# A few Derivative Problems

1. Oct 8, 2008

### alpha01

Here are several problems (differentiation) i have attempted but not completely sure if they are correct

1. The problem statement, all variables and given/known data

differentiate y = sec(ex)

3. The attempt at a solution

y = sec(ex)

y = sec(u)

(where u = ex)

dy/dx = tan(u)sec(u)ex

tan(ex)sec(ex)ex

If this is correct so far, can it be further factorized?:

ex(tan sec(ex))

1. The problem statement, all variables and given/known data

differentiate y = sec(log(x))

3. The attempt at a solution

y = sec(log(x))

y = sec(u)

(where u = log(x))

dy/dx = tan(u)sec(u) 1/x

= (tan sec(log(x))) / x

1. The problem statement, all variables and given/known data

find the second derivative of f(x) = sin(2x) + cos(3x)

3. The attempt at a solution

f(x) = sin(2x) + cos(3x)

f ' (x) = 2cos(2x) - 3sin(3x)

f '' (x) = cos(2x) - 4sin(2x) + sin(3x) - 9cos(3x)

2. Oct 8, 2008

### Staff: Mentor

No. Your previous result is correct, but the simplification is not. The expression tan(ex) sec(ex) ex is the product of its three factors. Your mistake was changing the product of the tangent and secant factors into a composition of them.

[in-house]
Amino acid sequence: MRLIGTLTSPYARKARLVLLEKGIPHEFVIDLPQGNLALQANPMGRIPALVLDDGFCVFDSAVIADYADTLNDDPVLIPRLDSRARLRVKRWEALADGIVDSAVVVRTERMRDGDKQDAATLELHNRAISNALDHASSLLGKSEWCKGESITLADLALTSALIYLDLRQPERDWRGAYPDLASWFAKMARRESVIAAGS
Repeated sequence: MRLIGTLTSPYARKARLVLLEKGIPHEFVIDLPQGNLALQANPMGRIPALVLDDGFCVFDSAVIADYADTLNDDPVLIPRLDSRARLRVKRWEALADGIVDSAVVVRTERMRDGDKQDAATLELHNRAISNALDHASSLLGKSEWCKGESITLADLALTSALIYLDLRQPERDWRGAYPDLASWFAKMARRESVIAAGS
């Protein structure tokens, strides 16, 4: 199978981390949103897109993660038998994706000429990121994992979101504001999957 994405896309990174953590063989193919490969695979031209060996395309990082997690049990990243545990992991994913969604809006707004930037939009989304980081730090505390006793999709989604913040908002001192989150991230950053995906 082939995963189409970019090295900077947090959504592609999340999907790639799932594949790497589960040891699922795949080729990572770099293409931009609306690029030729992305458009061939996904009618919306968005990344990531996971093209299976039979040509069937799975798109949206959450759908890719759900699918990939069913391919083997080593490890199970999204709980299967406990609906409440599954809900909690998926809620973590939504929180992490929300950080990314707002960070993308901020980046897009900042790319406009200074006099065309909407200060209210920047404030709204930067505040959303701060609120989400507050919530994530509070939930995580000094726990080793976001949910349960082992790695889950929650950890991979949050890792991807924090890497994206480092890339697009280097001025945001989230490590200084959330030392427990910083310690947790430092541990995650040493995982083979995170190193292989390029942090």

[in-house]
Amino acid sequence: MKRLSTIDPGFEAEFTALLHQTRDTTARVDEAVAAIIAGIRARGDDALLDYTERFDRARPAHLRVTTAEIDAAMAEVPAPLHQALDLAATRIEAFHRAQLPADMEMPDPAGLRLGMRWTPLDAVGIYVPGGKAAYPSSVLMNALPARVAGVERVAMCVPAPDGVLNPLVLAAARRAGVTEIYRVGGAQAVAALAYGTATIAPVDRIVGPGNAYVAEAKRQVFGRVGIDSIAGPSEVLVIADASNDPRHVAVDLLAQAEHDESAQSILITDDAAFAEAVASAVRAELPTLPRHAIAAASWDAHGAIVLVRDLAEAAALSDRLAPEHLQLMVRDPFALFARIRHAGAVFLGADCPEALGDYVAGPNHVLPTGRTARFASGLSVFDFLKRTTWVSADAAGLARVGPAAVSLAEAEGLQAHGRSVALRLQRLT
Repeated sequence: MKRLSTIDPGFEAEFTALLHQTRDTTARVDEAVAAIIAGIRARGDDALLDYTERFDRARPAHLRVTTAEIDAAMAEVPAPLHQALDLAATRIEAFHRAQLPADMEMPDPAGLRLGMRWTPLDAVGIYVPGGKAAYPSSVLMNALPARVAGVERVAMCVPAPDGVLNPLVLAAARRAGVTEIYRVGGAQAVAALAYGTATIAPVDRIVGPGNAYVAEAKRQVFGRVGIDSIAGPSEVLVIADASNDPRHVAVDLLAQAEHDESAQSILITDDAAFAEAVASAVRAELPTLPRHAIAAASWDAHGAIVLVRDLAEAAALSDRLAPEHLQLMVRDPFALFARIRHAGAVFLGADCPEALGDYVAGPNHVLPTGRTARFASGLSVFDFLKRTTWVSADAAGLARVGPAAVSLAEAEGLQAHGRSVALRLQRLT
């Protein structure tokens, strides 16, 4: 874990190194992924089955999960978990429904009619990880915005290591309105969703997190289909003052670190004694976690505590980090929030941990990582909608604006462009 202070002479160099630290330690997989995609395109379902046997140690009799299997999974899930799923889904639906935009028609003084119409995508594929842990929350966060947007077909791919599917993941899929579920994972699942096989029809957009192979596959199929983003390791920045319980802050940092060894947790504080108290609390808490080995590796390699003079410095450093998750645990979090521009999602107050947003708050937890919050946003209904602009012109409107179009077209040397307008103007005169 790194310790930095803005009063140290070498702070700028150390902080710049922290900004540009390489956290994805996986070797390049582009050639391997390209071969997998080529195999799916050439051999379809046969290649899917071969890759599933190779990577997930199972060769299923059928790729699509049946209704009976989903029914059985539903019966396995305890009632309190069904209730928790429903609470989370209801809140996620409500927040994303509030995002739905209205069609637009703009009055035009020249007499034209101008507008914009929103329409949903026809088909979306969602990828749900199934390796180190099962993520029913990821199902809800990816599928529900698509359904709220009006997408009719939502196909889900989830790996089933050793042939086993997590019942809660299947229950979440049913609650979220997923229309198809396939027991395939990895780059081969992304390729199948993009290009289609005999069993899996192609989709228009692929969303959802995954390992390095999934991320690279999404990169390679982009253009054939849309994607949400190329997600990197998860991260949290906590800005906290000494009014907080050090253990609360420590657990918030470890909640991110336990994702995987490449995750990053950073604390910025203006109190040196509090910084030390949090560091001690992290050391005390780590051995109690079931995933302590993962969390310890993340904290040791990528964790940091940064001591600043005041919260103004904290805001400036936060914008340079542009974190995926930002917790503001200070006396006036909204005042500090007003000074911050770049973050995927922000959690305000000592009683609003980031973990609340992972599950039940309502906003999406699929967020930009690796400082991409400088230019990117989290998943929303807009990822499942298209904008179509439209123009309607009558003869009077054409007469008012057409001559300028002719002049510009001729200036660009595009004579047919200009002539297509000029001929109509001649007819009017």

Same comment as in the first question. Also, is the log function here the natural log? If so, you should use ln instead of log, which normally means log base 10.
Your first derivative is correct, the the second derivative is not. You are apparently using the product rule on 2cos(2x) and 3sin(3x). You can use the product rule here, but it's more powerful than what you need, and it's easier to use the constant multiple rule (i.e., d/dx (k * f(x)) = k * d/dx(f(x)) = k*f'(x) ). Where you made your mistake was forgetting that d/dx(2) = 0 and d/dx(3) = 0 in the coefficients of the two terms in f'(x).
Mark